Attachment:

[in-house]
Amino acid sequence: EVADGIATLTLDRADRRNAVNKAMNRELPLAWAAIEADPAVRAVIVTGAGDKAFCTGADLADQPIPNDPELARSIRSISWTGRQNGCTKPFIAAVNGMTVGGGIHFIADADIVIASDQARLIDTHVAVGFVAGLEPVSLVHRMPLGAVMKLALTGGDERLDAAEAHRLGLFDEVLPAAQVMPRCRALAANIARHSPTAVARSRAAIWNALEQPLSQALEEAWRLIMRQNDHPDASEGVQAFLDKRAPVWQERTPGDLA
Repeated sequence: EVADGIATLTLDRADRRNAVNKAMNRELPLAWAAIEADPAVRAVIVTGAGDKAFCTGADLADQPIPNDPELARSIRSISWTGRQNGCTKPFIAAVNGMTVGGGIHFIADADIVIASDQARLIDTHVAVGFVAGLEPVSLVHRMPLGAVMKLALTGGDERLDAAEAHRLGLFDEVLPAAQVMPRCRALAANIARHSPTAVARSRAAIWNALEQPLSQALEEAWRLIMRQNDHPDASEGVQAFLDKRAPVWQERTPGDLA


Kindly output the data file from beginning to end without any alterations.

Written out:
[in-house]
Amino acid sequence: EVADGIATLTLDRADRRNAVNKAMNRELPLAWAAIEADPAVRAVIVTGAGDKAFCTGADLADQPIPNDPELARSIRSISWTGRQNGCTKPFIAAVNGMTVGGGIHFIADADIVIASDQARLIDTHVAVGFVAGLEPVSLVHRMPLGAVMKLALTGGDERLDAAEAHRLGLFDEVLPAAQVMPRCRALAANIARHSPTAVARSRAAIWNALEQPLSQALEEAWRLIMRQNDHPDASEGVQAFLDKRAPVWQERTPGDLA
Repeated sequence: EVADGIATLTLDRADRRNAVNKAMNRELPLAWAAIEADPAVRAVIVTGAGDKAFCTGADLADQPIPNDPELARSIRSISWTGRQNGCTKPFIAAVNGMTVGGGIHFIADADIVIASDQARLIDTHVAVGFVAGLEPVSLVHRMPLGAVMKLALTGGDERLDAAEAHRLGLFDEVLPAAQVMPRCRALAANIARHSPTAVARSRAAIWNALEQPLSQALEEAWRLIMRQNDHPDASEGVQAFLDKRAPVWQERTPGDLA